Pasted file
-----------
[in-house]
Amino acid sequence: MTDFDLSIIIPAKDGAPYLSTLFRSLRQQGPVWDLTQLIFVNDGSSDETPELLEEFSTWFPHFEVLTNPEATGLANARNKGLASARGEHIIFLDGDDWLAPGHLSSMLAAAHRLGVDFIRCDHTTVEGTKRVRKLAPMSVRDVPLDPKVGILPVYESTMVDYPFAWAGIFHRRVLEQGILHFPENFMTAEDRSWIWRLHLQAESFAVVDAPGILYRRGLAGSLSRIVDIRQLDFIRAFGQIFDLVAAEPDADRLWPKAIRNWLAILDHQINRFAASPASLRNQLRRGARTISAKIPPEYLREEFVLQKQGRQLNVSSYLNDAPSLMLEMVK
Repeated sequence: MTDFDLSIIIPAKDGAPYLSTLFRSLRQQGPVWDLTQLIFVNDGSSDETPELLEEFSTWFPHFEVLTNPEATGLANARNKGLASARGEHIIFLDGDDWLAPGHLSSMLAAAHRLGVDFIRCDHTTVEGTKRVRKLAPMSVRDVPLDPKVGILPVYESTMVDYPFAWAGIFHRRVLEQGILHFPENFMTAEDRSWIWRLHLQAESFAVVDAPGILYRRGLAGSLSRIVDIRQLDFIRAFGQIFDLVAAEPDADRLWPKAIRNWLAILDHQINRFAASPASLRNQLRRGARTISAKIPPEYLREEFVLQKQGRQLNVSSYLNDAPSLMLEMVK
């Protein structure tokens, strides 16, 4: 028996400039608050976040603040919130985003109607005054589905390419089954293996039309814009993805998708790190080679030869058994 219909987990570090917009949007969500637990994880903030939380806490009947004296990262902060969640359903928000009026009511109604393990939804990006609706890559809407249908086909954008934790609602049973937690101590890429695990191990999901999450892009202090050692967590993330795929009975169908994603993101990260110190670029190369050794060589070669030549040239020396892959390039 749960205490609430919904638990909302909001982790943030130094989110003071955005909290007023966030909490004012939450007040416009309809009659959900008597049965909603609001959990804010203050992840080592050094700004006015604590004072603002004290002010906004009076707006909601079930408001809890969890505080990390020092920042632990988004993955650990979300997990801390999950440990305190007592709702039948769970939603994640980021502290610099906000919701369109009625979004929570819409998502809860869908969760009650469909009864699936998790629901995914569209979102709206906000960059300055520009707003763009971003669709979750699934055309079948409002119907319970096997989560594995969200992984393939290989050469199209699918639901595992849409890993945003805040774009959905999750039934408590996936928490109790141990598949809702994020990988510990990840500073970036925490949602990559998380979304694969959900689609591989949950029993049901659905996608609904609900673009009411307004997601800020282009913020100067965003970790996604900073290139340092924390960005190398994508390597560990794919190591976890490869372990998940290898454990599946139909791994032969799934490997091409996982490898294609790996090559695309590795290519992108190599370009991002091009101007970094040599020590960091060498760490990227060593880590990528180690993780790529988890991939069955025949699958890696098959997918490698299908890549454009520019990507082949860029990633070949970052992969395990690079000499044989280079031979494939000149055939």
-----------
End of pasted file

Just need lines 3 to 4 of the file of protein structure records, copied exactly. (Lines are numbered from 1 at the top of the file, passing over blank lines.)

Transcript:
Repeated sequence: MTDFDLSIIIPAKDGAPYLSTLFRSLRQQGPVWDLTQLIFVNDGSSDETPELLEEFSTWFPHFEVLTNPEATGLANARNKGLASARGEHIIFLDGDDWLAPGHLSSMLAAAHRLGVDFIRCDHTTVEGTKRVRKLAPMSVRDVPLDPKVGILPVYESTMVDYPFAWAGIFHRRVLEQGILHFPENFMTAEDRSWIWRLHLQAESFAVVDAPGILYRRGLAGSLSRIVDIRQLDFIRAFGQIFDLVAAEPDADRLWPKAIRNWLAILDHQINRFAASPASLRNQLRRGARTISAKIPPEYLREEFVLQKQGRQLNVSSYLNDAPSLMLEMVK
């Protein structure tokens, strides 16, 4: 028996400039608050976040603040919130985003109607005054589905390419089954293996039309814009993805998708790190080679030869058994 219909987990570090917009949007969500637990994880903030939380806490009947004296990262902060969640359903928000009026009511109604393990939804990006609706890559809407249908086909954008934790609602049973937690101590890429695990191990999901999450892009202090050692967590993330795929009975169908994603993101990260110190670029190369050794060589070669030549040239020396892959390039 749960205490609430919904638990909302909001982790943030130094989110003071955005909290007023966030909490004012939450007040416009309809009659959900008597049965909603609001959990804010203050992840080592050094700004006015604590004072603002004290002010906004009076707006909601079930408001809890969890505080990390020092920042632990988004993955650990979300997990801390999950440990305190007592709702039948769970939603994640980021502290610099906000919701369109009625979004929570819409998502809860869908969760009650469909009864699936998790629901995914569209979102709206906000960059300055520009707003763009971003669709979750699934055309079948409002119907319970096997989560594995969200992984393939290989050469199209699918639901595992849409890993945003805040774009959905999750039934408590996936928490109790141990598949809702994020990988510990990840500073970036925490949602990559998380979304694969959900689609591989949950029993049901659905996608609904609900673009009411307004997601800020282009913020100067965003970790996604900073290139340092924390960005190398994508390597560990794919190591976890490869372990998940290898454990599946139909791994032969799934490997091409996982490898294609790996090559695309590795290519992108190599370009991002091009101007970094040599020590960091060498760490990227060593880590990528180690993780790529988890991939069955025949699958890696098959997918490698299908890549454009520019990507082949860029990633070949970052992969395990690079000499044989280079031979494939000149055939």